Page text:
“Low T” has become a staple on TV commercials. Like “ED” for erectile dysfunction, low T is a code. It signifies declining testosterone levels, a natural aspect of the aging process.
The ads make it seem as if low T is a serious disease that requires drug treatment. They list common symptoms: fatigue or lack of energy, depression, moodiness, weight gain, reduced muscle strength and diminished interest in sex or ability to perform sexually. Some imply that taking testosterone will help men bulk up their muscles, shed their belly fat and boost their sex drive.
Several of the popular commercials feature relatively young men and gorgeous women. The male actors are presented as suffering from low T, although reduced testosterone production is far more common among older men.
Certainly men troubled by such symptoms should check in with their doctors. Erectile dysfunction can signal health problems from heart disease to diabetes that should be addressed. And although low testosterone levels may be linked to depression, depressed mood alone can zap sex drive and energy. That’s why no man should accept a prescription for testosterone without a test to determine if his testosterone level is actually low.
Even if testosterone levels are reduced, that does not necessarily mean that hormone replacement is called for. Serious concerns have been raised about the potential risks of added testosterone. Men with enlarged prostate glands may find their urinary symptoms become worse. More troublesome, however, is an increased risk for heart attacks.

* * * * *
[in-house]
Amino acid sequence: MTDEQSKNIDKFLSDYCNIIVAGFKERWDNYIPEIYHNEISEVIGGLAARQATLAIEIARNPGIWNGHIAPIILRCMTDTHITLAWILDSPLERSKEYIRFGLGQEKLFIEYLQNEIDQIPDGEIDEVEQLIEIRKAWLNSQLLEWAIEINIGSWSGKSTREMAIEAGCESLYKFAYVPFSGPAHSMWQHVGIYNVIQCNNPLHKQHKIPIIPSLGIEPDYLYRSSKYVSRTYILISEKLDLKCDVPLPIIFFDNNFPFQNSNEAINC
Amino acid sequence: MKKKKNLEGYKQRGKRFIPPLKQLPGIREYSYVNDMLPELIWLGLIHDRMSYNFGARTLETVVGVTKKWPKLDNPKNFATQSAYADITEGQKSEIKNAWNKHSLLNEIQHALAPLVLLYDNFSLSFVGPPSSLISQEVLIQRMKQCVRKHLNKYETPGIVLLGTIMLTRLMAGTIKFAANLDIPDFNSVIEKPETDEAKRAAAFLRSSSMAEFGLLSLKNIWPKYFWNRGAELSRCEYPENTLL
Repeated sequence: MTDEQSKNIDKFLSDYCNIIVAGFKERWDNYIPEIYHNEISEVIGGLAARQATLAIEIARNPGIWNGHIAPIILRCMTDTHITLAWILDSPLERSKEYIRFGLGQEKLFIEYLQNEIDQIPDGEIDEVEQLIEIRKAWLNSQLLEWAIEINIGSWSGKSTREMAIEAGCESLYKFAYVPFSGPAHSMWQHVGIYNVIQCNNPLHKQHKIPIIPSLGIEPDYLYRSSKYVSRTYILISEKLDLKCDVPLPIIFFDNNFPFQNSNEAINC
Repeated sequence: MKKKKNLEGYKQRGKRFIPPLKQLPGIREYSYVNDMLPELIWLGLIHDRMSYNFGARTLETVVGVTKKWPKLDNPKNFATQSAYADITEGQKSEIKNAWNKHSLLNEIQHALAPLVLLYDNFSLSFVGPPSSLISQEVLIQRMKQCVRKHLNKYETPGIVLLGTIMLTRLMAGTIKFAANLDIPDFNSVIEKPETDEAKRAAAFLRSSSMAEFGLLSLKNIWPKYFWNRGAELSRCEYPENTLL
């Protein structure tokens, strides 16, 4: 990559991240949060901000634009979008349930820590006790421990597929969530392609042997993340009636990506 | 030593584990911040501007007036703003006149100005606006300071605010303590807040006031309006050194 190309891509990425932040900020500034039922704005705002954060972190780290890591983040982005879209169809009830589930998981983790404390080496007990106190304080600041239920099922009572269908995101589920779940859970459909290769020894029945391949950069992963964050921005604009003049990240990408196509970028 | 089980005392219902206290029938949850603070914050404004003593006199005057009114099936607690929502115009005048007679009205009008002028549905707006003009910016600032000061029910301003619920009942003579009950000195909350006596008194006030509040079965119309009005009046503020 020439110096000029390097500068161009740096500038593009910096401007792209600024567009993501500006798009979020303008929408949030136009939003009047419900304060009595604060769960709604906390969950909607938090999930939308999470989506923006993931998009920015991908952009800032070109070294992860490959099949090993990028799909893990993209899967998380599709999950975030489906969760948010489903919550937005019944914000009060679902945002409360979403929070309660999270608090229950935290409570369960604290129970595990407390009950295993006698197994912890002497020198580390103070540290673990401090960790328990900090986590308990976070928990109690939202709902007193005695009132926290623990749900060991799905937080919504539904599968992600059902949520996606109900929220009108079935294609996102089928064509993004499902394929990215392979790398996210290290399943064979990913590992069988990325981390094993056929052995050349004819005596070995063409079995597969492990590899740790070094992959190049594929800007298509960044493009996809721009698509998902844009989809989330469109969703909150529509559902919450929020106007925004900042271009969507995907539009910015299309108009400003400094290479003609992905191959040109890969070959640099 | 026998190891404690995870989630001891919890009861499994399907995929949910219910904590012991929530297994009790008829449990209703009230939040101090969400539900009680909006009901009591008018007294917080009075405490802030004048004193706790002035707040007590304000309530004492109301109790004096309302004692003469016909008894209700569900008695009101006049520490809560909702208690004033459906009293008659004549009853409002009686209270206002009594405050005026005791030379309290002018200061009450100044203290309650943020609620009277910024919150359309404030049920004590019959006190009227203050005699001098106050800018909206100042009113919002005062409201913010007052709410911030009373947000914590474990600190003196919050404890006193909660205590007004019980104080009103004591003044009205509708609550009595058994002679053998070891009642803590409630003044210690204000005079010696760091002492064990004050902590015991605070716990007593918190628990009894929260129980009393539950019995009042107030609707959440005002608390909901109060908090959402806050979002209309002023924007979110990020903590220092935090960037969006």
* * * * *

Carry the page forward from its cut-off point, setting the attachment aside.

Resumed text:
Testosterone is known to increase production of red blood cells and to make the platelets stickier, so they are more likely to form a clot. Men with high testosterone also tend to have low levels of beneficial HDL cholesterol.
Two recent studies analyzed heart attacks in large groups of men. Researchers at the Department of Veterans Affairs reviewed the records of low-testosterone patients who had received cardiac catheterization. Those who got a prescription for testosterone after their cardiac cath were more likely to die or be hospitalized for a heart attack or stroke in the next three years (Journal of the American Medical Association, Nov. 6, 2013).
An even larger study looked at the records of more than 55,000 men who were prescribed testosterone. Their rate of nonfatal heart attacks in the year prior to the prescription was compared with that for the year after getting the prescription (PLOS One, Jan. 29, 2014). Men over 65 were twice as likely to have a heart attack while taking testosterone. For comparison, the researchers also compared pre- and post-prescription heart attacks for men taking an ED drug such as Viagra or Cialis. This rate was only slightly elevated (15 percent) in men over 65.
This is not to say that a prescription to correct low T is always inappropriate. Really low testosterone can contribute to infertility, osteoporosis and reduced cognitive function.
A prescription for testosterone is not a risk-free way to become lean and sexy, however. Exercise and a healthy diet are cornerstones for good health. The only safe way to build strong muscles is to use them.